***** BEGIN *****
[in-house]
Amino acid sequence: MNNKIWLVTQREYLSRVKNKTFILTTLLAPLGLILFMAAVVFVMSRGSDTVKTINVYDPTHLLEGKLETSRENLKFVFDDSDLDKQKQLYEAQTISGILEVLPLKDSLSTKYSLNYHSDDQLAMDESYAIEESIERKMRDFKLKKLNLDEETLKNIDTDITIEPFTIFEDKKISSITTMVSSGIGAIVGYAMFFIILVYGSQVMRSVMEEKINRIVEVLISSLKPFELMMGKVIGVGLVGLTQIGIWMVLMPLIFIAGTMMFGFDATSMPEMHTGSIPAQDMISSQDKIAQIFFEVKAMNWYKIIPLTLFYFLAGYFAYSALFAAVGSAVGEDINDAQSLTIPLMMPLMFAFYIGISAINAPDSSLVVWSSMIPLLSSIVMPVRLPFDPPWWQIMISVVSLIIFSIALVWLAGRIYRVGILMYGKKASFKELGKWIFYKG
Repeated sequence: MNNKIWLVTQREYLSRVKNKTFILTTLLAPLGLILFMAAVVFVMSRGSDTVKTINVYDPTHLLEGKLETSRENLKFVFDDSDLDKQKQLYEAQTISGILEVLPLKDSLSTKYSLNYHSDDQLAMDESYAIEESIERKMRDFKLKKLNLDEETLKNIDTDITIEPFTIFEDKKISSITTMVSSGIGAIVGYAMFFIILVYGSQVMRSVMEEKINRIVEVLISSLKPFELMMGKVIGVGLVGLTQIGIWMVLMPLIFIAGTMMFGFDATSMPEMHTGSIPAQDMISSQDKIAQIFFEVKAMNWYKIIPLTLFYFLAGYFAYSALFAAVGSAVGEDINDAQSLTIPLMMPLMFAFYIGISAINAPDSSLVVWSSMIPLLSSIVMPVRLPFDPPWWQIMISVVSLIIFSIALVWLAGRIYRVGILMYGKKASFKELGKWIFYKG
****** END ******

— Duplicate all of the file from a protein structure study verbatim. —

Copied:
[in-house]
Amino acid sequence: MNNKIWLVTQREYLSRVKNKTFILTTLLAPLGLILFMAAVVFVMSRGSDTVKTINVYDPTHLLEGKLETSRENLKFVFDDSDLDKQKQLYEAQTISGILEVLPLKDSLSTKYSLNYHSDDQLAMDESYAIEESIERKMRDFKLKKLNLDEETLKNIDTDITIEPFTIFEDKKISSITTMVSSGIGAIVGYAMFFIILVYGSQVMRSVMEEKINRIVEVLISSLKPFELMMGKVIGVGLVGLTQIGIWMVLMPLIFIAGTMMFGFDATSMPEMHTGSIPAQDMISSQDKIAQIFFEVKAMNWYKIIPLTLFYFLAGYFAYSALFAAVGSAVGEDINDAQSLTIPLMMPLMFAFYIGISAINAPDSSLVVWSSMIPLLSSIVMPVRLPFDPPWWQIMISVVSLIIFSIALVWLAGRIYRVGILMYGKKASFKELGKWIFYKG
Repeated sequence: MNNKIWLVTQREYLSRVKNKTFILTTLLAPLGLILFMAAVVFVMSRGSDTVKTINVYDPTHLLEGKLETSRENLKFVFDDSDLDKQKQLYEAQTISGILEVLPLKDSLSTKYSLNYHSDDQLAMDESYAIEESIERKMRDFKLKKLNLDEETLKNIDTDITIEPFTIFEDKKISSITTMVSSGIGAIVGYAMFFIILVYGSQVMRSVMEEKINRIVEVLISSLKPFELMMGKVIGVGLVGLTQIGIWMVLMPLIFIAGTMMFGFDATSMPEMHTGSIPAQDMISSQDKIAQIFFEVKAMNWYKIIPLTLFYFLAGYFAYSALFAAVGSAVGEDINDAQSLTIPLMMPLMFAFYIGISAINAPDSSLVVWSSMIPLLSSIVMPVRLPFDPPWWQIMISVVSLIIFSIALVWLAGRIYRVGILMYGKKASFKELGKWIFYKG